Wynne Vale Dam Walk

17 Feb

The sulphur crested cockatoos are perched up high in the river gums that surround the dam. Their loud and raucous calls fill the air and drown out the sounds of the other birds that live and feed around the water’s edge. Every few minutes some of the large, white parrots fly down into the acacia bushes that grow along the pathway in search of food. They tear off some of the brown, elongated pods and fly back into the higher branches where they manipulate them with their feet and beaks to extract the seeds.

Acacia pods with seeds exposed

Acacia pods with seeds exposed

 

Sulphur crested cockatoo eating acacia seeds

Sulphur crested cockatoo eating acacia seeds

 

 

Wynne Vale Dam is just a fifteen minute bike ride north of Tea Tree Plaza along the Dry Creek trail which can be easily accessed from the bridge over Ladywood Road near the Modbury Hotel. It is a great way to break up the shopping chores or get some exercise after lunching at one of the nearby hotels and restaurants. The small lake is part of a stormwater reclamation and creek improvement project and is surrounded by a track with viewing platforms, interpretive signs and a sizeable earthen dam on the southern edge.

Wynne Vale Dam from the viewing platform

Wynne Vale Dam from the viewing platform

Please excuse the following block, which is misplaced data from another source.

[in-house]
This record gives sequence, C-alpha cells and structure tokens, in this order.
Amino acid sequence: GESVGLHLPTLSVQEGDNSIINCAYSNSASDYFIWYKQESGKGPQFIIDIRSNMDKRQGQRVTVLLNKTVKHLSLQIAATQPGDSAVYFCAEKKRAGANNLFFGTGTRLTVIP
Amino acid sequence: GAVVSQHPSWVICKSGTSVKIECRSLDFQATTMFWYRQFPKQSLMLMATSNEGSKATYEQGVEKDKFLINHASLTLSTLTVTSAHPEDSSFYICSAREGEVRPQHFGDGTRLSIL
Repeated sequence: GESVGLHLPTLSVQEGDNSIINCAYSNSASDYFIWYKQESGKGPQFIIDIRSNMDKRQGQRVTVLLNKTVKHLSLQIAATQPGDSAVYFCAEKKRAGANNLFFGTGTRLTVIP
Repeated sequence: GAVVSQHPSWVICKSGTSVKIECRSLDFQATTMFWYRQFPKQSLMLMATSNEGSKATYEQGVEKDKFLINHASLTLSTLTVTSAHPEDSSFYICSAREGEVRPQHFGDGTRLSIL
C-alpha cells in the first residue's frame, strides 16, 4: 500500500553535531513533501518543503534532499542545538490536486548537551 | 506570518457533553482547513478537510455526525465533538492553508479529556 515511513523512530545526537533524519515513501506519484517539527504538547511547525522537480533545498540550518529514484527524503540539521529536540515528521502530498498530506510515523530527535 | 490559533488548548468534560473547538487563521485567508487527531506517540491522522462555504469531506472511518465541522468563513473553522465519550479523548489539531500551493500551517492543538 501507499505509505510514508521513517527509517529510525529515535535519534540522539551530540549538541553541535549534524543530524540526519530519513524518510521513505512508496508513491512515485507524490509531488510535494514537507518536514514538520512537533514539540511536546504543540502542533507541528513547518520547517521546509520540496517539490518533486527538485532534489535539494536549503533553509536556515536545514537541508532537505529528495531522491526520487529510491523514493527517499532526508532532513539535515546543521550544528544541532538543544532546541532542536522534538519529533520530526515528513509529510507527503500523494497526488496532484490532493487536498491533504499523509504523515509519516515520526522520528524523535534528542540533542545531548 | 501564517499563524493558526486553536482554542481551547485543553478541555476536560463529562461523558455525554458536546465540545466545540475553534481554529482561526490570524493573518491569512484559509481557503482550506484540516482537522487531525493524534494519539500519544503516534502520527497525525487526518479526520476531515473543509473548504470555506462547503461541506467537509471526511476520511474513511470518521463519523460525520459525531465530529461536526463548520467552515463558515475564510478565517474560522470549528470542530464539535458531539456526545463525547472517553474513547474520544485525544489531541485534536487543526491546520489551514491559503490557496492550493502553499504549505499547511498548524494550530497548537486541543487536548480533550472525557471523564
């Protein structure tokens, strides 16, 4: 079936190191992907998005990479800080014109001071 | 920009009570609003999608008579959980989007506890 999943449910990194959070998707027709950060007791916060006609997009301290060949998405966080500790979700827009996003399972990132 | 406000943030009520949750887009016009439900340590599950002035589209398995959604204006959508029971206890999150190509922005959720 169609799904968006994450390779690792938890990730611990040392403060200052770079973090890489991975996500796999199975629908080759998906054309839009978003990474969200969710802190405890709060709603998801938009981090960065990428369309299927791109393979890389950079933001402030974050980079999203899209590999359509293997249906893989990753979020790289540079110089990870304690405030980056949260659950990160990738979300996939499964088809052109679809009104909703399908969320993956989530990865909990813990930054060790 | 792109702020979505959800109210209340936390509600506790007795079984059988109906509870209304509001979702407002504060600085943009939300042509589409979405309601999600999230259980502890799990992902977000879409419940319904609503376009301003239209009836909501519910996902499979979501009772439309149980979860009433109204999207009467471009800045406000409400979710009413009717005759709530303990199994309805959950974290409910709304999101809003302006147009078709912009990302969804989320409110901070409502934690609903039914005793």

After watching the birds feeding for a few minutes I climb back on my bike and cycle round to the other side of the dam. Leaving the pathway I shift the mountain bike into low gear and pedal along an exposed stretch of the embankment bumping over a tangle of roots that radiate from a stand of partly submerged trees. Their skeletal trunks and branches are the perfect vantage points for a white faced heron to scope out its prey and a freshwater turtle to bask in a patch of early morning sunshine. White faced herons are quite common along the banks but the turtle is a more unusual sighting.

White faced heron survey its kill zone

White faced heron surveys its kill zone

 

Short necked turtle on a tree branch

Short necked turtle on a partially submerged tree branch

 

 

Just as I start to move off to my next location I catch site of a medium sized bird roosting high in one of the old willows that overhang the water. It is a nankeen night heron. Easily recognised by their cinnamon plumage and shorter powerful, beaks these herons tend to stay hidden during the day feeding in the morning, evening and sometimes at night; a behaviour that is referred to as crepuscular.

In the winter months the water level rises considerably covering the embankment

In the winter months the water level rises considerably covering the embankment

 

Nanakeen night herons feed on aquatic invertebrates and small fish

Nankeen night herons feed on aquatic invertebrates and small fish

 

 

After photographing the heron I cycle around the lake once more to make sure that I haven’t missed anything too obvious then head back down the western side of the creek. Where the dam ends and the creek re-emerges there is a line of exceptionally tall river gums. And there, right in my line of vision, are two koalas climbing up into the branches. Koalas, nankeen night herons and a turtle on one short ride. Not a bad morning’s work.

A pair of koalas climbing. Probably an adult fmale and mature joey.

A pair of koalas climbing. Probably an adult female and mature joey.

 

 

Thanks for reading this post.

I hope you enjoyed it.

Tell a friend who might be interested.

Cheers

Baz

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